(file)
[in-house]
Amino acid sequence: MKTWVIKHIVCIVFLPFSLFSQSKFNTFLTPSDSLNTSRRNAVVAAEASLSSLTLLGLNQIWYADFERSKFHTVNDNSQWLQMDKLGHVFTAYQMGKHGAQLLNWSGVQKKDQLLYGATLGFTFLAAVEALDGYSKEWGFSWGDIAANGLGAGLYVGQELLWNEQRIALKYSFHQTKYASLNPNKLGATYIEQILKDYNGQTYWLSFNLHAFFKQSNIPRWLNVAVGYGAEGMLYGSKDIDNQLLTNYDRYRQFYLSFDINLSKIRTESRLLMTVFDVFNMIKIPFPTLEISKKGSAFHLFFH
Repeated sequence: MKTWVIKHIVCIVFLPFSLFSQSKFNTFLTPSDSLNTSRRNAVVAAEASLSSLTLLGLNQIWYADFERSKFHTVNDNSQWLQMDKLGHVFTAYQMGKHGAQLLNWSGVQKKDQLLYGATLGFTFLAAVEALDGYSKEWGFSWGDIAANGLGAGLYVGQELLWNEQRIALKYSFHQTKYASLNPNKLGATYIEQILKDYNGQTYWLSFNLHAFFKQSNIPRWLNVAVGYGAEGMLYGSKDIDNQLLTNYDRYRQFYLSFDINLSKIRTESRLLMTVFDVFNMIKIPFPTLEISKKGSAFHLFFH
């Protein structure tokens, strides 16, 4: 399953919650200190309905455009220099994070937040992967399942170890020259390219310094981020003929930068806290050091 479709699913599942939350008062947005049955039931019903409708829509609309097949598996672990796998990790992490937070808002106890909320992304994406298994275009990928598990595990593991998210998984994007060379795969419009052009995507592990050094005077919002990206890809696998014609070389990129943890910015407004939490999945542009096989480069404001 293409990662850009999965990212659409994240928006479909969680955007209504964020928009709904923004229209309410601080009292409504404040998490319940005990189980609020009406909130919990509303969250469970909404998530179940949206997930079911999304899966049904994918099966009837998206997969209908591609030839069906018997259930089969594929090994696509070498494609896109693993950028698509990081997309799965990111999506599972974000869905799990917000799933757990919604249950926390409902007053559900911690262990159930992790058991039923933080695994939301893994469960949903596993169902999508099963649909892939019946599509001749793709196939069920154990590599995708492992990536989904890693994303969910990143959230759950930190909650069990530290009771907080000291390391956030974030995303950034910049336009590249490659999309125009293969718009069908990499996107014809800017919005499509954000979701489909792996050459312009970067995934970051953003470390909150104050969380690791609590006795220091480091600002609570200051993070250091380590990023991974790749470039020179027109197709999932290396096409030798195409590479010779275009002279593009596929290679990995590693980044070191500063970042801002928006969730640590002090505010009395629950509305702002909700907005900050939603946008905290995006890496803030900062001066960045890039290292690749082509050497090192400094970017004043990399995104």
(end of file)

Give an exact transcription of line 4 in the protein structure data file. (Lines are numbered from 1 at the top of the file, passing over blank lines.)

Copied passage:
């Protein structure tokens, strides 16, 4: 399953919650200190309905455009220099994070937040992967399942170890020259390219310094981020003929930068806290050091 479709699913599942939350008062947005049955039931019903409708829509609309097949598996672990796998990790992490937070808002106890909320992304994406298994275009990928598990595990593991998210998984994007060379795969419009052009995507592990050094005077919002990206890809696998014609070389990129943890910015407004939490999945542009096989480069404001 293409990662850009999965990212659409994240928006479909969680955007209504964020928009709904923004229209309410601080009292409504404040998490319940005990189980609020009406909130919990509303969250469970909404998530179940949206997930079911999304899966049904994918099966009837998206997969209908591609030839069906018997259930089969594929090994696509070498494609896109693993950028698509990081997309799965990111999506599972974000869905799990917000799933757990919604249950926390409902007053559900911690262990159930992790058991039923933080695994939301893994469960949903596993169902999508099963649909892939019946599509001749793709196939069920154990590599995708492992990536989904890693994303969910990143959230759950930190909650069990530290009771907080000291390391956030974030995303950034910049336009590249490659999309125009293969718009069908990499996107014809800017919005499509954000979701489909792996050459312009970067995934970051953003470390909150104050969380690791609590006795220091480091600002609570200051993070250091380590990023991974790749470039020179027109197709999932290396096409030798195409590479010779275009002279593009596929290679990995590693980044070191500063970042801002928006969730640590002090505010009395629950509305702002909700907005900050939603946008905290995006890496803030900062001066960045890039290292690749082509050497090192400094970017004043990399995104």